John Sidney McCain III (born August 29, 1936)  is the senior Senator from the state of Arizona, having served 20 years after replacing Barry Goldwater in 1986. He is currently the Ranking Member of the Senate Committee on Armed Services.  McCain has announced his intention to declare his candidacy for the Republican nomination for President of the United States in the 2008 Election.
McCain was born in the Panama Canal Zone. He was educated in Alexandria, VA before receiving his Bachelors of Science from the United States Naval Academy in 1958.
McCain served in the United States Navy from 1958 to 1981. He was shot down over Hanoi in 1967 during the Vietnam Conflict and held as a Prisoner of War for seven years. McCain graduated from the National War College in 1974. Upon his retirement from the Navy in 1981, as a Captain, he had been commended with the Silver Star, Legion of Merit, Purple Heart, and Distinguished Flying Cross.
McCain was elected to the House of Representatives from Arizona's 1st district in 1982 and served two terms before being elected to the Senate in 1986. In 2000, he pursued the presidency but lost his bid for the Republican nomination to George W. Bush. He intends to announce his candidacy for the 2008 election in April. 
1. Immigration. In 2005-2006, McCain joined with liberal Senator Ted Kennedy to support a sweeping bill that reformed immigration law. It has not passed.
2. Same-sex marriage. In 2006, McCain joined Democrats and liberal Republicans in voting against the Federal Marriage Amendment, a proposed constitutional amendment to forbid non-traditional marriage. Later, on Hardball, McCain took a Libertarian position, "On the issue of the gay marriage, I believe that people want to have private ceremonies, that's fine." McCain's home state of Arizona was the only state to defeat a marriage referendum (in 2006), as McCain did nothing to support it.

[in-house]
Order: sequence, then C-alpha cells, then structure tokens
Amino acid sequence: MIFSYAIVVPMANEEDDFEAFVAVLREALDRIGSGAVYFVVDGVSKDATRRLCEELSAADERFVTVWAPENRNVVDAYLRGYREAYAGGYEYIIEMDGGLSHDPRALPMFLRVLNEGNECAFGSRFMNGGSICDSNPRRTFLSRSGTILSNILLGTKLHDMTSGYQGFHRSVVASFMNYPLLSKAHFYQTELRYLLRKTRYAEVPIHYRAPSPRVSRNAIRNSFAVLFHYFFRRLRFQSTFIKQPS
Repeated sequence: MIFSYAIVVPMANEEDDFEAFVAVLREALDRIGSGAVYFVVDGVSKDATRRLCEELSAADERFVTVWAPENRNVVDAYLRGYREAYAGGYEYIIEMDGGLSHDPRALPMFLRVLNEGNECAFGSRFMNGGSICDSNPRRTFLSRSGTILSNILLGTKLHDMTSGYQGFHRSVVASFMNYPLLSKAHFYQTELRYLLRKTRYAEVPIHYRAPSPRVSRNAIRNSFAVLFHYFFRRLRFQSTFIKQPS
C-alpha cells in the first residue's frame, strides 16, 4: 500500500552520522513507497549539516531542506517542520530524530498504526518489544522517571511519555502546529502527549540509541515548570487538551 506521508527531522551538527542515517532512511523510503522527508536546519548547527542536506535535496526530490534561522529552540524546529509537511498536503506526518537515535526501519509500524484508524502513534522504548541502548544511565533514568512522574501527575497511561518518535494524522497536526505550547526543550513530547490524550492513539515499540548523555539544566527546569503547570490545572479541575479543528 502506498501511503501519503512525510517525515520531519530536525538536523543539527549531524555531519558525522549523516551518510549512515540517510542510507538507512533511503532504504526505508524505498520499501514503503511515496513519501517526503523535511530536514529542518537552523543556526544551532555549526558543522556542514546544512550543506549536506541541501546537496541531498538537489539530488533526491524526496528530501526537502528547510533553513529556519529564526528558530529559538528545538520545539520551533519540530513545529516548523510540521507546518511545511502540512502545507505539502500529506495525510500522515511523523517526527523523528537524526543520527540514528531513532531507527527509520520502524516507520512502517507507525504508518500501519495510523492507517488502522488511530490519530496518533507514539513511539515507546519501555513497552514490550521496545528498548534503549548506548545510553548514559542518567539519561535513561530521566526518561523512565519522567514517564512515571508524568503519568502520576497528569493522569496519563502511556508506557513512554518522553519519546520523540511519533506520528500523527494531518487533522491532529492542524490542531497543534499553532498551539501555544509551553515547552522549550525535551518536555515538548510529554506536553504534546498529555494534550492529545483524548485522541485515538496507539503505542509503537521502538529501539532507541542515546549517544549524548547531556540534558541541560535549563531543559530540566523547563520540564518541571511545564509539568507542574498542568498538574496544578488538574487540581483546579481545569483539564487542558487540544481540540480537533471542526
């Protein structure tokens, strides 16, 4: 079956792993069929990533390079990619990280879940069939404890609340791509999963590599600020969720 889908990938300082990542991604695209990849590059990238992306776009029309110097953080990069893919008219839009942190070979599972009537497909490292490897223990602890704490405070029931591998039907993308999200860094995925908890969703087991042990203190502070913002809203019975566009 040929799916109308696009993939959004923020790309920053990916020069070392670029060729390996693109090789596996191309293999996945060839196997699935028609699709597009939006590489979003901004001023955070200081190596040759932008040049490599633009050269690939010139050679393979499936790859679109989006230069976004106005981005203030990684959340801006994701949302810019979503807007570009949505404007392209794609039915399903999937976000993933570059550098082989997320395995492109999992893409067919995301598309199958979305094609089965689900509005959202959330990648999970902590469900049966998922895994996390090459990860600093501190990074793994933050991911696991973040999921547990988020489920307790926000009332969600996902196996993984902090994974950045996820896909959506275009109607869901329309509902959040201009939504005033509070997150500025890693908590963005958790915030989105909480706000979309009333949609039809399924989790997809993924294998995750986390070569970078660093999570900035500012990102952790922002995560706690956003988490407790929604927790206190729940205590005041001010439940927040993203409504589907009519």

3. "Gang of 14". On May 23, 2005, McCain was part of a group of 14 Senators who blocked the planned "nuclear option" for confirming blocked Republican nominees for the bench. Under this compromise a few judicial nominees were allowed to be confirmed (Janice Rogers Brown, Priscilla Owen and William Pryor), but others (e.g., Henry Saad) remained blocked and had to withdraw.
4. Campaign finance. McCain advocated campaign finance reform, something opposed by many conservative on Libertarian grounds that it interferes with the right to free speech. In 2002, McCain joined with liberal Democrat Russell Feingold to prohibit independent groups from advertising about a candidate within many weeks of an election. This law prohibits ads that do not even recommend for whom to vote, but merely urge people to contact their representatives concerning a vote that the representatives will make in Congress. A court recently declared this unconstitutional. Further, the McCain-Feingold campaign finance law allows Indian nations (which get nearly all their money from unregulated casinos) to make unlimited political donations, even though political donations by American citizens are strictly limited and political spending by corporations is prohibited.
5. Tax cuts. McCain opposed President George W. Bush's tax cuts, on the argument that cutting taxes without also cutting spending was not actually a tax cut, but was a tax on future generations.
6. Criticism of the religious right. In his unsuccessful campaign in 2000, McCain criticized elements of the religious right in an attempt to attract voters.
7. Embryonic stem cell research. McCain supports embryonic stem cell research as a member of the Republican Main Street Partnership.